Built using Zelig version 5.1.2.9000

Instrumental Variable Regression (via 2 Stage Least Squares) for Continuous Dependent Variables with ivreg.

Instrumental variable regression is used when the correlation between the independent variables and the dependent variable does not reflect the true relationship because the independent variables are correlated with the error term. This can happen because of ommitted variables, reverse causation, and measurement error. Such variables are often referred to as “endogenous” (as opposed to “exogenous” variables that are not correlated with the error term). It may be possible to use instruments–other variables that cause changes in the endogenous variables, but not the dependent variable–to recover the endogenous variabless effects on the independent variable.

Syntax

z.out <- zelig(Y ~ X1 + X2 | Z1 + Z2 + Z3, model = "ivreg", weights = w,
               data = mydata)
x.out <- setx(z.out)
s.out <- sim(z.out, x = x.out)

Note that | separates the regressors (e.g. X1 and X2) from the instruments (e.g. Z1, Z2, Z3). Exogenous regressors have to be included as instruments for themselves.

Examples

Load Zelig and other packages used in the example:

library(Zelig)
library(dplyr) # for the pipe operator %>%

Before estimating the model, let’s attach the example data and make some transformations to it. Notably, zivreg does not currently support logging regressors in the zelig call. To get around this, we simply find the logged values before estimating the model:

# load and transform data
data("CigarettesSW")
CigarettesSW$rprice <- with(CigarettesSW, price/cpi)
CigarettesSW$rincome <- with(CigarettesSW, income/population/cpi)
CigarettesSW$tdiff <- with(CigarettesSW, (taxs - tax)/cpi)

# log second stage independent variables, as logging internally for ivreg is
# not currently supported
CigarettesSW$log_rprice <- log(CigarettesSW$rprice)
CigarettesSW$log_rincome <- log(CigarettesSW$rincome)

Now we can estimate the model and summarize the coefficients:

z.out1 <- zelig(log(packs) ~ log_rprice + log_rincome |
                    log_rincome + tdiff + I(tax/cpi),
                    data = CigarettesSW, subset = year == "1995",
                    model = "ivreg")
## How to cite this model in Zelig:
##   Christian Kleiber and Achim Zeileis. 2008.
##   ivreg: Instrumental-Variable Regression
##   in Christine Choirat, Christopher Gandrud, James Honaker, Kosuke Imai, Gary King, and Olivia Lau,
##   "Zelig: Everyone's Statistical Software," http://zeligproject.org/
summary(z.out1)
## Model: 
## 
## Call:
## z5$zelig(formula = log(packs) ~ log_rprice + log_rincome | log_rincome + 
##     tdiff + I(tax/cpi), data = CigarettesSW, subset = year == 
##     "1995")
## 
## Residuals:
##        Min         1Q     Median         3Q        Max 
## -0.6006931 -0.0862222 -0.0009999  0.1164699  0.3734227 
## 
## Coefficients:
##             Estimate Std. Error t value Pr(>|t|)
## (Intercept)   9.8950     1.0586   9.348 4.12e-12
## log_rprice   -1.2774     0.2632  -4.853 1.50e-05
## log_rincome   0.2804     0.2386   1.175    0.246
## 
## Residual standard error: 0.1879 on 45 degrees of freedom
## Multiple R-Squared: 0.4294,  Adjusted R-squared: 0.4041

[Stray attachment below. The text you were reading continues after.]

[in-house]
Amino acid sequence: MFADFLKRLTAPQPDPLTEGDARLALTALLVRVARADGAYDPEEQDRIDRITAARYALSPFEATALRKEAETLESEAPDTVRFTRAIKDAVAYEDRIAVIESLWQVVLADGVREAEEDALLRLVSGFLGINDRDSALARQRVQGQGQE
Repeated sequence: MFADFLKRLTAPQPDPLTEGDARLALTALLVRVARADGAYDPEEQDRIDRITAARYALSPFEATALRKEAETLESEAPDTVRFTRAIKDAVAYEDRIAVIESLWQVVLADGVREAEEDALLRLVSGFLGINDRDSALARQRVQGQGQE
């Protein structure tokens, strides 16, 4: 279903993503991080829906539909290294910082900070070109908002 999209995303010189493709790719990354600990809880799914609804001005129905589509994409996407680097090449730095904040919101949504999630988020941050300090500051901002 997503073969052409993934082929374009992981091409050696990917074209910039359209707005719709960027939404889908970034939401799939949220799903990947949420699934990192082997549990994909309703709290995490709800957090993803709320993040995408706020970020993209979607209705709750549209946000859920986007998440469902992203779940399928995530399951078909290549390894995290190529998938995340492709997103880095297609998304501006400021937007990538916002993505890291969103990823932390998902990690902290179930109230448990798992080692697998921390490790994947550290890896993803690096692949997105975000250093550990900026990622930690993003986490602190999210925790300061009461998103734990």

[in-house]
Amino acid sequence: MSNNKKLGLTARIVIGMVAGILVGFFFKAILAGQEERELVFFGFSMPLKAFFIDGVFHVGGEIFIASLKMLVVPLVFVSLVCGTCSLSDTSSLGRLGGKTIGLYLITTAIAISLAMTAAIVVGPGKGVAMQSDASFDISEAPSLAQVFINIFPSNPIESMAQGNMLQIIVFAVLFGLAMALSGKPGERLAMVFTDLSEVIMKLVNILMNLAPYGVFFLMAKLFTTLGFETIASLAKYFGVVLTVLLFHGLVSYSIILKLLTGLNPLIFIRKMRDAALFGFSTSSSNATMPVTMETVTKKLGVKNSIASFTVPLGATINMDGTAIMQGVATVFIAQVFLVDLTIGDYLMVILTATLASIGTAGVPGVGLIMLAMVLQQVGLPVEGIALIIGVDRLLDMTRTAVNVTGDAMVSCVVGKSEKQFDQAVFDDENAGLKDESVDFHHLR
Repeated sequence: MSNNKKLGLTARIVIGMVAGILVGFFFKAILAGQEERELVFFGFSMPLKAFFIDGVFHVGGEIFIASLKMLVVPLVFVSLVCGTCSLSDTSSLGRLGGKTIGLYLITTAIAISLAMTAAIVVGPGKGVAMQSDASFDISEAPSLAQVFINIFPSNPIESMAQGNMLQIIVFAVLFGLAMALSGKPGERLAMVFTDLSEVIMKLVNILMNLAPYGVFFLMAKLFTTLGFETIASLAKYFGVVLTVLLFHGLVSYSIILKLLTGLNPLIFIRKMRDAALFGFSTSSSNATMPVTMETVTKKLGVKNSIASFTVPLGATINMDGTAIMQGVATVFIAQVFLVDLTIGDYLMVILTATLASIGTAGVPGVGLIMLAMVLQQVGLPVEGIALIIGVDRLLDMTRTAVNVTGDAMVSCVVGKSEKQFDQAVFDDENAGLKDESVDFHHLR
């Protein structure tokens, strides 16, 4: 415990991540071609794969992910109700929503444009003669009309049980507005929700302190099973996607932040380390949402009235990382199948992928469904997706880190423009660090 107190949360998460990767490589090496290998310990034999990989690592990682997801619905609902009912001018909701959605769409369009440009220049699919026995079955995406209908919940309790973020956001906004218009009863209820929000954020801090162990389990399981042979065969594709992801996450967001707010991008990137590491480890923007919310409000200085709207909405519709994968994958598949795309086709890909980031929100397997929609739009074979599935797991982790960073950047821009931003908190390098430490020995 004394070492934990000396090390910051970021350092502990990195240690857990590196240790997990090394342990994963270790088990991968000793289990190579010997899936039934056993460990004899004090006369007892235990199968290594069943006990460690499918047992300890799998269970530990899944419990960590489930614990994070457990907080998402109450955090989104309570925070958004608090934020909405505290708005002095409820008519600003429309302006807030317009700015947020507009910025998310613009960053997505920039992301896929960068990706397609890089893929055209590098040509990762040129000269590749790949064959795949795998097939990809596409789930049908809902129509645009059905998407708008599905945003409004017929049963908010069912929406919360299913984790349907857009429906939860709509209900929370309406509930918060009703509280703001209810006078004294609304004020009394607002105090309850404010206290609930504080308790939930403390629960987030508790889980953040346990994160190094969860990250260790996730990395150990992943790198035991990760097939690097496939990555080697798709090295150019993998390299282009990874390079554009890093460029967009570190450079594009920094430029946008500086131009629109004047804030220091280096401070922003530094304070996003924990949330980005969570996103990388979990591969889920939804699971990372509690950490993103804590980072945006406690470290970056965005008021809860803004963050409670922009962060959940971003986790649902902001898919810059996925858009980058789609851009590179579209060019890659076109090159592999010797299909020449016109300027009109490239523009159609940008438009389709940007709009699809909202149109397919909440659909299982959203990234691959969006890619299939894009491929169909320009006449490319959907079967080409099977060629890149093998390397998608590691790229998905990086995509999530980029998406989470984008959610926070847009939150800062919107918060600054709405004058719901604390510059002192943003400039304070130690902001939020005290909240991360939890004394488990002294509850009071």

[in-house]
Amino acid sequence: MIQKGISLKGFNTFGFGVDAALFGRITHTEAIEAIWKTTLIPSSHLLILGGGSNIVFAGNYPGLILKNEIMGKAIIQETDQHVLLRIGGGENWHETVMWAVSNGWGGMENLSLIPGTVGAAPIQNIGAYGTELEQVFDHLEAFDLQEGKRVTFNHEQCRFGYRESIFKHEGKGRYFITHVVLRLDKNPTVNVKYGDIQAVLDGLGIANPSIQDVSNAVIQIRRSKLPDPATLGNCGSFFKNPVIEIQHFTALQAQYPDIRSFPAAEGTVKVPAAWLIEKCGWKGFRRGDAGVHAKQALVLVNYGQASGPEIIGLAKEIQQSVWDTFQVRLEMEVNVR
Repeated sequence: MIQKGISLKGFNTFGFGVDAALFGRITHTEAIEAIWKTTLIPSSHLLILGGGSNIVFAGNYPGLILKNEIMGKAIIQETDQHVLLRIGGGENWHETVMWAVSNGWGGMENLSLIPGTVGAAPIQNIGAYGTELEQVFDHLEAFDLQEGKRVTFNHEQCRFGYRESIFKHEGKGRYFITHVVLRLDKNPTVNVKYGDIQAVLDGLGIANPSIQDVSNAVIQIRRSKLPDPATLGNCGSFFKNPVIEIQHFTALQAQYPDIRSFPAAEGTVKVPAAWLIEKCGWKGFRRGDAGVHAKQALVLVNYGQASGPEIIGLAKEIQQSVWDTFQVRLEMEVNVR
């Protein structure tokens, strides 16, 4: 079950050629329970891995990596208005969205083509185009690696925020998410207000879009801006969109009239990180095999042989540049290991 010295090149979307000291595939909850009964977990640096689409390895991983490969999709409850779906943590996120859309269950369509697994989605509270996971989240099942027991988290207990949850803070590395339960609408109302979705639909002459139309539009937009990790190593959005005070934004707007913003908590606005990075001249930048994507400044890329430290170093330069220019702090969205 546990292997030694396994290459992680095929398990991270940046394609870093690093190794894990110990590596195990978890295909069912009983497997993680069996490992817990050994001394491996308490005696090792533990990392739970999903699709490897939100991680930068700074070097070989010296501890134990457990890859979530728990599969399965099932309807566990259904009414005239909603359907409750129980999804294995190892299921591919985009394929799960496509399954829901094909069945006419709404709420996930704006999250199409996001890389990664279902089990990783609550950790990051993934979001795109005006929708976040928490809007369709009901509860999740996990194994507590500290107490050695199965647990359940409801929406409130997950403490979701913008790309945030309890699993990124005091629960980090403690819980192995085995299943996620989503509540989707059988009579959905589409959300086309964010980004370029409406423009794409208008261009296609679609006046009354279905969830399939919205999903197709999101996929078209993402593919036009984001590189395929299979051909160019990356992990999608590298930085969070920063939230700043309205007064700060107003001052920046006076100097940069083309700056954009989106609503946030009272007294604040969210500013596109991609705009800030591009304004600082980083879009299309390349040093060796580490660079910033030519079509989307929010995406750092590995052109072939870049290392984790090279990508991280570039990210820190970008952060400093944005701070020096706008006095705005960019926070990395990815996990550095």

## Wald test: 13.28 on 2 and 45 DF,  p-value: 2.931e-05 
## 
## Next step: Use 'setx' method

We can then simulate and plot the expected value of the log of the packs response variable across the range of the observed rprice regressor values:

z.out1 %>% setx(log_rprice = range(log(CigarettesSW$rprice))) %>%
    sim() %>%
    plot()

To conduct standard diagnostic tests on the estimated model using functionality in the AER package, exatract the fitted model object with the from_zelig_model() function.

Model Definition

One stage (ordinary) least squares is given by:

  • The stochastic component which is described by a density with mean \(\mu_i\) and the common variance \(\sigma^2\)

\[ Y_i \; \sim \; f(y_i \mid \mu_i, \sigma^2). \]

  • The systematic component modelling the conditional mean as

\[ \mu_i = x_i \beta, \]

where \(x_i\) is the vector of covariates, and \(\beta\) is the vector of coefficients.

The least squares estimator is the best linear predictor of a dependent variable given \(x_i\), and minimizes the sum of squared residuals, \(\sum_{i=1}^n (Y_i-x_i \beta)^2\).

In two-stage least squares uses these components twice to uncover the effect of the endogenous variables on the continuous dependent variable.

In the first stage, each endogenous variable is estimated with least squares regressions that include all of the exogenous variables (the instruments and any other exogenous variables used to estimate the dependent variable). The predicted values of the endogenous variables from these models (and the exogenous, non-instrumental variables) are then used in the second stage regression.

Quantities of Interest Definition

  • The expected value (qi$ev) is the mean of simulations from the stochastic component of the second stage,

\[ E(Y) = x_i \beta, \]

given a draw of \(\beta\) from its sampling distribution.

  • In conditional prediction models, the average expected treatment effect (att.ev) for the treatment group is

\[ \frac{1}{\sum_{i=1}^n t_i}\sum_{i:t_i=1}^n \left\{ Y_i(t_i=1) - E[Y_i(t_i=0)] \right\}, \]

where \(t_i\) is a binary explanatory variable defining the treatment (\(t_i=1\)) and control (\(t_i=0\)) groups. Variation in the simulations are due to uncertainty in simulating \(E[Y_i(t_i=0)]\), the counterfactual expected value of \(Y_i\) for observations in the treatment group, under the assumption that everything stays the same except that the treatment indicator is switched to :math: \(t_i=0\).

See also

ivreg is from Christian Kleiber and Achim Zeileis (2008). Applied Econometrics with R. New York: Springer-Verlag. ISBN 978-0-387-77316-2. URL https://CRAN.R-project.org/package=AER. For more information use ?AER::ivreg.

Greene, W. H. (1993) Econometric Analysis, 2nd ed., Macmillan.